Angus Council counts the cost of COVID-19

Angus Council counts the cost of COVID-19

Angus councillors will be asked to agree a raft of papers this week which describe the measures taken by the local authority in response to the COVID-19 pandemic and the harsh economic impacts that are now emerging as it moves through the recovery phases.

At their meeting, the full Angus Council will hear that the pandemic has also resulted in significant reductions in income for the council as well as substantial additional costs, rendering the budget that was agreed in February this year in need of a major re-cast.

They will consider, amongst other council business, the revised budgets and the updated council and workforce plans which provide the strategy to support Angus citizens through the recovery phases while building towards a changing but optimistic future.

In addition, papers will show the unanticipated financial realities that coronavirus has had on ANGUSalive, as well as Angus Health & Social Care Partnership (AHSCP) and Tayside Contracts, all of which have their economic well-being aligned with Angus Council.

Ronnie Proctor, provost councillor, said: “This appalling pandemic has pervaded every corner of our society and I fear its repercussions will be felt for some time to come.

“Many citizens came forward through our third sector partners such as Voluntary Action Angus and worked tirelessly alongside our staff to help support communities during the worst period of lockdown. We owe them all a huge debt of gratitude and we must ensure that we continue to have support in place for those who need it, when they need it. However, there is no doubt that the council faces some tough decisions and stark choices in the future.”

Council finances must be adjusted to maintain a balanced position and continue to support front-line service provision – no easy task given that the pandemic response and contingency measures are on-going and while the future threat posed by coronavirus remains unknown.

In what is an incredibly fast-moving environment, the revised budget will now have flexibility built-in so adjustments can be made quickly where changes in circumstances dictate.

Government funding provision since lockdown started has been significant. While more funding may yet be forthcoming, that cannot be relied upon and there is a hole of £3.7 million in the 20-21 revenue budget that requires to be filled.

This is being addressed with a number of measures being explored. These include an improved grant settlement and other adjustments, using uncommitted reserves, a change to the funding of teacher/school support staff and flexibility on previously ring-fenced funding for early years expansion which can be repurposed.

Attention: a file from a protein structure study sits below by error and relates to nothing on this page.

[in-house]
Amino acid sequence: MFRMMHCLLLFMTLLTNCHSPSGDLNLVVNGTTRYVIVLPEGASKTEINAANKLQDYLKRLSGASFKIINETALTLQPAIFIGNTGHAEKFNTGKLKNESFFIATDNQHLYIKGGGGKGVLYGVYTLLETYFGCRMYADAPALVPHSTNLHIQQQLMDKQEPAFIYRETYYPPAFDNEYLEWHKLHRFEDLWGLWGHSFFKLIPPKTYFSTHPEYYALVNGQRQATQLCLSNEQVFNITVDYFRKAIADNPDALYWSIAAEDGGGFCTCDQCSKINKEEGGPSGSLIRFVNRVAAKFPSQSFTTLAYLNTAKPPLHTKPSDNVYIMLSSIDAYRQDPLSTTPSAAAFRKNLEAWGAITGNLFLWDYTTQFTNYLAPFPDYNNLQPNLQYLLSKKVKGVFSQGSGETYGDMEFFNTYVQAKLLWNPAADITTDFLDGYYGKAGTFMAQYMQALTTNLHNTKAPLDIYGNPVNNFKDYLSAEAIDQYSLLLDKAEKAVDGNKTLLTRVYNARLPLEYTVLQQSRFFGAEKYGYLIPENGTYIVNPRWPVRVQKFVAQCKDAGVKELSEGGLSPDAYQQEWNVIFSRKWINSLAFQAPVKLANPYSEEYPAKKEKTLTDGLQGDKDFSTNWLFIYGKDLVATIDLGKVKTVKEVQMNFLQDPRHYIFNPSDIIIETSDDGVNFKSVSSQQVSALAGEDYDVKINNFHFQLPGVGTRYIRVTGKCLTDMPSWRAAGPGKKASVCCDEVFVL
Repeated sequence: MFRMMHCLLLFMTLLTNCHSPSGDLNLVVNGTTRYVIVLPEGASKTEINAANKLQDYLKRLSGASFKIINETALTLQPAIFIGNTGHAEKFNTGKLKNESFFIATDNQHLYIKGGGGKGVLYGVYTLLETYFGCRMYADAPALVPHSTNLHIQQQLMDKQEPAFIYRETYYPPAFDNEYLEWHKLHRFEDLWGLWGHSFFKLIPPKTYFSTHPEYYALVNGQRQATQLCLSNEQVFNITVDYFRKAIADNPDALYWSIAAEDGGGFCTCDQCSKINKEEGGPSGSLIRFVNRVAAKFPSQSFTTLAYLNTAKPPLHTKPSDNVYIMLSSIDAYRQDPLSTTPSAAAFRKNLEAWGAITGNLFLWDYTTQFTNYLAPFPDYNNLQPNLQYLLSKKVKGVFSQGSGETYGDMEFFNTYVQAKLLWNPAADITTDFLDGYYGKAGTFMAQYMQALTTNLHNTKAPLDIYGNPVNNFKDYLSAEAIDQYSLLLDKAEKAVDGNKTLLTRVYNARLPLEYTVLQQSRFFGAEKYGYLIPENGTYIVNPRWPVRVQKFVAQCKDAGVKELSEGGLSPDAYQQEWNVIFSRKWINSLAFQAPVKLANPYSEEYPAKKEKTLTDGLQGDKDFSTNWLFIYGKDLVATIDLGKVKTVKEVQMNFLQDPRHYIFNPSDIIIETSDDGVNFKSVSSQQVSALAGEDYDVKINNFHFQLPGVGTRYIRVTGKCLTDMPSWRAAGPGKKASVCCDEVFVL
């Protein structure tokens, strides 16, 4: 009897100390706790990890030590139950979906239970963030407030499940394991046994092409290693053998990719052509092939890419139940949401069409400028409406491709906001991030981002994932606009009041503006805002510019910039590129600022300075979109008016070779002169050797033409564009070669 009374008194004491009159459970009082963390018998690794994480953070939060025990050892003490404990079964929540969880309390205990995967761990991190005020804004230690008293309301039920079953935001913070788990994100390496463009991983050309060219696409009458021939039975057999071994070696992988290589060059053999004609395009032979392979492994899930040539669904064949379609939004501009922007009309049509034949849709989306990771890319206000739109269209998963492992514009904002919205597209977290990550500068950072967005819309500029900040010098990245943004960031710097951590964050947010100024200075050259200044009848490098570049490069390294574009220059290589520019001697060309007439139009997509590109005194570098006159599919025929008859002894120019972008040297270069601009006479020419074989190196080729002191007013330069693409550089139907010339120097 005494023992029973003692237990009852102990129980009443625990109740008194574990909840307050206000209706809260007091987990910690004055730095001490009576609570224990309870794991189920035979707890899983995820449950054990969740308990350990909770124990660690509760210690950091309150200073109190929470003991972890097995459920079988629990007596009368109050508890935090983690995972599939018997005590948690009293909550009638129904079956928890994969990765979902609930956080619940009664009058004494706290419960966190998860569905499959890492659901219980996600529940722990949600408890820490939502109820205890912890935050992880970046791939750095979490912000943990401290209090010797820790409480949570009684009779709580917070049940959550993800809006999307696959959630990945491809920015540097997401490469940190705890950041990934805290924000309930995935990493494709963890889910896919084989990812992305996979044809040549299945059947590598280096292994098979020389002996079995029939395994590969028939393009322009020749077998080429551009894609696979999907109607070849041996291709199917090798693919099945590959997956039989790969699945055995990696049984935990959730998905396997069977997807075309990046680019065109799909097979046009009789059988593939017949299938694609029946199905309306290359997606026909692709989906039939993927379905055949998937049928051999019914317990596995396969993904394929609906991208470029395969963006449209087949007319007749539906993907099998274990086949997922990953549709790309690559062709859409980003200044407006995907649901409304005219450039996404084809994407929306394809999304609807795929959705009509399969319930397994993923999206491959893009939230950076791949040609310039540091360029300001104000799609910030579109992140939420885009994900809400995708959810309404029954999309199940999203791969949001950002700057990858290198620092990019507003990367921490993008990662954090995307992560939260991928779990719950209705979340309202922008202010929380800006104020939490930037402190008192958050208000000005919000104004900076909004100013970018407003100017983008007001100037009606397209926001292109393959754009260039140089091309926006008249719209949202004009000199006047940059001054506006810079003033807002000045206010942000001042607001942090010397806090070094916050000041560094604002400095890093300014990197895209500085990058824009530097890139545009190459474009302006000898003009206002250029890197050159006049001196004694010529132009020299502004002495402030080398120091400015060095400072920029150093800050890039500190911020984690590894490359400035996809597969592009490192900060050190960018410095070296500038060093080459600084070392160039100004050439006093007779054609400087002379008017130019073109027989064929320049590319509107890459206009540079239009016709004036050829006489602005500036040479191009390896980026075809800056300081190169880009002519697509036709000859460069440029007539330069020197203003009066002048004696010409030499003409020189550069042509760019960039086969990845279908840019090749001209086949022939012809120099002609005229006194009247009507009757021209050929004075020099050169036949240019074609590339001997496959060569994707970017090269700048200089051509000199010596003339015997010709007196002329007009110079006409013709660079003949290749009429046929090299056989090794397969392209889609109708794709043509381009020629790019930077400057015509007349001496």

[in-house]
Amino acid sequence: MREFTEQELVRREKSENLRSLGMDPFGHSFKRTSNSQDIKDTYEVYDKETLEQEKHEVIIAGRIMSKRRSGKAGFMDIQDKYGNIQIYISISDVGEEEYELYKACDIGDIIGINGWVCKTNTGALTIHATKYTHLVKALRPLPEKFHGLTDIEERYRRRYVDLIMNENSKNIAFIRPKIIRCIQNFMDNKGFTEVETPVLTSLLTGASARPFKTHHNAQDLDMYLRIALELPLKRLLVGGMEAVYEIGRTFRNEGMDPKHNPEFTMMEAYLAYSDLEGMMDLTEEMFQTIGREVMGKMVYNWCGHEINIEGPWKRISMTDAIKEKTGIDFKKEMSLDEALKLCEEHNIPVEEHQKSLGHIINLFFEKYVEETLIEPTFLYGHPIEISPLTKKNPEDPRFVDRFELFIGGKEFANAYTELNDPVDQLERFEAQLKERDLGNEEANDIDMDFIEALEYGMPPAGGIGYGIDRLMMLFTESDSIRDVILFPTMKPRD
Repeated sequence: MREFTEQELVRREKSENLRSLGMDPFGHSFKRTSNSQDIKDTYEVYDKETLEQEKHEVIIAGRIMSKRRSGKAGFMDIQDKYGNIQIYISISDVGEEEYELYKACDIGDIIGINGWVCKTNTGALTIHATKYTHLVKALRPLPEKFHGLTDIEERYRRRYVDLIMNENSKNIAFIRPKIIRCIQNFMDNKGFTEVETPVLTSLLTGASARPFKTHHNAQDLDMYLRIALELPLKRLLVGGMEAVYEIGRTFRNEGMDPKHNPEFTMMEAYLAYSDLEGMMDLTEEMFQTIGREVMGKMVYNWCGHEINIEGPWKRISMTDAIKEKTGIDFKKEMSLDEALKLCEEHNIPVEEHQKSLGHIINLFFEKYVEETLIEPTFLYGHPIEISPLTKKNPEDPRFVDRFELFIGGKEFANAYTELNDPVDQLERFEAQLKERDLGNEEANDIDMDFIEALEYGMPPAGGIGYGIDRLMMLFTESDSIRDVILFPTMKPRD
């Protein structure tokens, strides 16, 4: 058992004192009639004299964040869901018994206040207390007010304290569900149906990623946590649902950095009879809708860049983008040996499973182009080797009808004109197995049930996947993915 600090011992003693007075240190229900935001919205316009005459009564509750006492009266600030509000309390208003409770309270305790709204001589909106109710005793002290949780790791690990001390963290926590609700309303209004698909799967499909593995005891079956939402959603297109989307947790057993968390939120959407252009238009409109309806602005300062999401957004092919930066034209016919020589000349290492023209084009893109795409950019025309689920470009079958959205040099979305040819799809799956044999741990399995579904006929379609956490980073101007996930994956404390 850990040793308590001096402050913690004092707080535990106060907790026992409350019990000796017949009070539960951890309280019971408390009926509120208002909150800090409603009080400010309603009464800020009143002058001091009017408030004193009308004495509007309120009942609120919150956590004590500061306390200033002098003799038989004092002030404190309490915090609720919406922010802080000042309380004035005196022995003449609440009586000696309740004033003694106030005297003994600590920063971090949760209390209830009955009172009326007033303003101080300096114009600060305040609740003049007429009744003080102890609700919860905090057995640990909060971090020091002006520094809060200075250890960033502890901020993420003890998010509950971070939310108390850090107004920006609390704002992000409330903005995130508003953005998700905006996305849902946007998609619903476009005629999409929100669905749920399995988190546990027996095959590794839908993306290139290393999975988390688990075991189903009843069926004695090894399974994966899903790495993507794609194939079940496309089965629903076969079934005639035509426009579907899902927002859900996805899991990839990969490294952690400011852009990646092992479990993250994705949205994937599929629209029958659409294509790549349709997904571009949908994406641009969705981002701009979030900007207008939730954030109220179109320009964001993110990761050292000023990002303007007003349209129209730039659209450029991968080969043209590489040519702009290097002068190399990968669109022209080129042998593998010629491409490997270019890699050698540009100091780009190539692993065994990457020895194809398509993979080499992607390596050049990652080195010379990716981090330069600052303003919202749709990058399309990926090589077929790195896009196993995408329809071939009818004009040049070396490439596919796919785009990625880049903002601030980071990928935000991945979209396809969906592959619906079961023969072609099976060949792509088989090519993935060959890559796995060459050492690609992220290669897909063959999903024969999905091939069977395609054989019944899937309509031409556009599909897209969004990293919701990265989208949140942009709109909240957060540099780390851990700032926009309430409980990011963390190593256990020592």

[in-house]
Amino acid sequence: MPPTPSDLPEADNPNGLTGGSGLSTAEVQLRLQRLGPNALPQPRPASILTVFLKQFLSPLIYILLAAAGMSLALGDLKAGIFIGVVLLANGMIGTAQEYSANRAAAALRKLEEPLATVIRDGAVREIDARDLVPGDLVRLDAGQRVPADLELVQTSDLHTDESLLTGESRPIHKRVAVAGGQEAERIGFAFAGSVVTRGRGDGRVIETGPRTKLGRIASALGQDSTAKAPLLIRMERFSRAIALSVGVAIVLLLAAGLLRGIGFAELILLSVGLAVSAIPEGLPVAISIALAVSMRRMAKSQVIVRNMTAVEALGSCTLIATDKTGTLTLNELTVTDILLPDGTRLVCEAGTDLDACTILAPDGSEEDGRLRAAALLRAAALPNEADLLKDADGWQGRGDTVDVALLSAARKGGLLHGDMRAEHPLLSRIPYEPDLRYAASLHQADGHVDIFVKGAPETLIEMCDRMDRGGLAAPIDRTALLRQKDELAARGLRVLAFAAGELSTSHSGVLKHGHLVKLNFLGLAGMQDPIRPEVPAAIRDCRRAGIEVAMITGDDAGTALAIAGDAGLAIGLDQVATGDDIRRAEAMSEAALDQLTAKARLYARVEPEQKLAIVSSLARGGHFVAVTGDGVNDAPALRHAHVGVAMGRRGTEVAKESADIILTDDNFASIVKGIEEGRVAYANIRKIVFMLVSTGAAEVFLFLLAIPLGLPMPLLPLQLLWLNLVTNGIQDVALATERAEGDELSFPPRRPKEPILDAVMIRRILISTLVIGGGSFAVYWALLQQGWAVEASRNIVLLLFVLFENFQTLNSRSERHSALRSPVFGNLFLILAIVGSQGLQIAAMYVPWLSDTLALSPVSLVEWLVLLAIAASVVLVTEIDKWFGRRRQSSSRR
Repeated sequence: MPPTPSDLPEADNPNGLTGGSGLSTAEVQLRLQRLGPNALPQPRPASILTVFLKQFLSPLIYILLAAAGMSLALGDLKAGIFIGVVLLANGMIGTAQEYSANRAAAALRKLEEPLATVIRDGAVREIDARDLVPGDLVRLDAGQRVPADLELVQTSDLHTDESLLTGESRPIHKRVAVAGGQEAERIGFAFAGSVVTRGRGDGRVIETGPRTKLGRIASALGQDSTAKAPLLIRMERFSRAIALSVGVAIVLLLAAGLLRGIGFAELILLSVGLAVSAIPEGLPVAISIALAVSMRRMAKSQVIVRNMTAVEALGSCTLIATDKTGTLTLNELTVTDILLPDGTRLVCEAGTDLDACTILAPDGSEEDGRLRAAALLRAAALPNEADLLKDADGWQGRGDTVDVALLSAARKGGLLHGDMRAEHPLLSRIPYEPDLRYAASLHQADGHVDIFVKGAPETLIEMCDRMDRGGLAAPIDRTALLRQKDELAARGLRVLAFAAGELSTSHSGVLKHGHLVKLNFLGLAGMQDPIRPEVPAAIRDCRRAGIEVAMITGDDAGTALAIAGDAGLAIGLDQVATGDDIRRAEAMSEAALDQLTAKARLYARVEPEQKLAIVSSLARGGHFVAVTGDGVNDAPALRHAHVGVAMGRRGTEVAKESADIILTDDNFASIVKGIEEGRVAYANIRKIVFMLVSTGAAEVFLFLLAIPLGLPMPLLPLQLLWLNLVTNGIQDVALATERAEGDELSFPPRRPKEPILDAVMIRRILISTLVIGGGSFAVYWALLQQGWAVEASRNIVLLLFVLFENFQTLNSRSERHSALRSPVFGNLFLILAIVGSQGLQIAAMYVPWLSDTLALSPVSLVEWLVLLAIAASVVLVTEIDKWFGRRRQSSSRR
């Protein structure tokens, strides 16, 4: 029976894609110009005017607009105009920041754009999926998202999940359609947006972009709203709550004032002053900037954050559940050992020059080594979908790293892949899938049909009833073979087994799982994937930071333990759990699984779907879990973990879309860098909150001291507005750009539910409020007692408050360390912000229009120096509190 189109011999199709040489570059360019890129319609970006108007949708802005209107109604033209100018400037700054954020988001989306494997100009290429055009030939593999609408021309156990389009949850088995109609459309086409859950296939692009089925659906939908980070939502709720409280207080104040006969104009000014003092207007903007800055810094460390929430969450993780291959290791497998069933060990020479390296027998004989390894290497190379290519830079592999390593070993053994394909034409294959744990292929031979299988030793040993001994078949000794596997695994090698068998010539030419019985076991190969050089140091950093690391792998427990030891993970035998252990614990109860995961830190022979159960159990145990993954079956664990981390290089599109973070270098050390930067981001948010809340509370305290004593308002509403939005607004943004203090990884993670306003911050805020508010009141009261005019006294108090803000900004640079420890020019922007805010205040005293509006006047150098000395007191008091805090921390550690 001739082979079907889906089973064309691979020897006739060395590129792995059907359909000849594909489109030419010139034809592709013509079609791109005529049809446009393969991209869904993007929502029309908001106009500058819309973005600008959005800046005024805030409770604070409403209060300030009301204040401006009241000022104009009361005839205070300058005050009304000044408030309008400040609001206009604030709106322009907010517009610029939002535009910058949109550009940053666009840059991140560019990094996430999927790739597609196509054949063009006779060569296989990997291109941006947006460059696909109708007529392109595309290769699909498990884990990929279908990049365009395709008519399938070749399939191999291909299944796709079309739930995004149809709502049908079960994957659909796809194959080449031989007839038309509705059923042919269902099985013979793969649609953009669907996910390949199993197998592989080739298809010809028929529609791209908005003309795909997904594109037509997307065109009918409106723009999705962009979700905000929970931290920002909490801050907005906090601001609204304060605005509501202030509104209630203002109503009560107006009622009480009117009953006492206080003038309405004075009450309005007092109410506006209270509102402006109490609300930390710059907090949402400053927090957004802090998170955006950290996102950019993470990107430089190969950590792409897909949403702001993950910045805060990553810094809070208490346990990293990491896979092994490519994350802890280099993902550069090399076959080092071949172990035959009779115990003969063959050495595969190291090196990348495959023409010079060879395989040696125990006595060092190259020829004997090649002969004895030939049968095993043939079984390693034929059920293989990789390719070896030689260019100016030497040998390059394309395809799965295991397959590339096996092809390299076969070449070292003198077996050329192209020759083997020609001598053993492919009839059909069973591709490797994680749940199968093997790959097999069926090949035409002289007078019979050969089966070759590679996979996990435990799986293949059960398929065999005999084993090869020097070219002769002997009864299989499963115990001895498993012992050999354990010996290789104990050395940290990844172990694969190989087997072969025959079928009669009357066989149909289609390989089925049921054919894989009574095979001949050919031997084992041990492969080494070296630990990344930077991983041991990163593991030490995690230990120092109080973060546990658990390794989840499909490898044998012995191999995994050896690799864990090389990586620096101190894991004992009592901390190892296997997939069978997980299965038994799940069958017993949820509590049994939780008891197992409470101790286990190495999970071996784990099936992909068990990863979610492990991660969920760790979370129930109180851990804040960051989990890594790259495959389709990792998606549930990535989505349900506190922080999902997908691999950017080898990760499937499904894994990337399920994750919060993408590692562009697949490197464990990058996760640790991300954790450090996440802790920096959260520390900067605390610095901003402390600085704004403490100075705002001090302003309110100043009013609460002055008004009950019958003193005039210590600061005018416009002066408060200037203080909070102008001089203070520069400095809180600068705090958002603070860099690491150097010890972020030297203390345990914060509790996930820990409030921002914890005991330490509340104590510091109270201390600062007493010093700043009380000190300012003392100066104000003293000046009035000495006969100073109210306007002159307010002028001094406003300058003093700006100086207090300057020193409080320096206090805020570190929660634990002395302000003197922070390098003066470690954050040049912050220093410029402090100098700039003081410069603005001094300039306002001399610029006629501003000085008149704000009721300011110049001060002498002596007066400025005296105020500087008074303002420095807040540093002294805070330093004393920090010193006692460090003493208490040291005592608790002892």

These measures amount to £4.601m, which officers recommend for use to bring the 2020-21 revenue budget back into balance. The identified surplus of £901,000 will be used as a new contingency against further financial impacts caused by COVID-19.

Council Tax for 2020-21 will not be affected by any adjustments made.

Cllr Macmillan Douglas, deputy leader and finance convenor, added: “Officers have responded magnificently to help manage the pandemic. Few of the measures could have been implemented so well if the finances of Angus Council had not been so strong. The work done by the officers and the Administration over the last 3 and a half years to improve the efficiency of the Council created the headroom which has allowed us the manage the pandemic and maintain services for the citizens of Angus.”

With major revisions to the council’s Change Programme being reported to the policy and resources committee on September 1 (report 208/20), the council said it is clear that it and its partners face difficult choices and need creative solutions to maintain service levels in the future. 

AHSCP, jointly funded by Angus Council and NHS Tayside, has incurred significant additional costs as a result of the pandemic which may in due course impact on its contribution to the Change programme. However, it will not feature in any current budget revisions due to the continued commitment of the government to provide additional finance to HSCPs.

ANGUSalive, the arm’s length external organisation (ALEO) responsible for delivering sports, leisure and culture in Angus has also been severely impacted by coronavirus, in common with all the other ALEOs across the UK.

While the council provides a £3.901m (report 81/20) management fee, this only represents around 45% of overall operating costs, with the remaining 55% coming from income generated, predominately (88%) from the Sport and Leisure area of the business, which has been largely closed since March as a result of lockdown.

Despite a prudent fiscal approach since its creation on December 2015 which has seen the Trust build up reserves of £1.5m and contribute £600k to the council’s Change Programme, it now needs the council to approve a support package including a radical redesign of services to secure its future.

Discussions are ongoing between the Scottish Government and COSLA regarding support for councils and their culture and leisure trusts for lost income due the pandemic.

Angus Council and ANGUSalive senior management teams have been working together to assess the financial implications for the 2020/21 financial year and the Council and ANGUSalive continue to work together to ensure the financial sustainability of the Trust for the immediate and long-term future.

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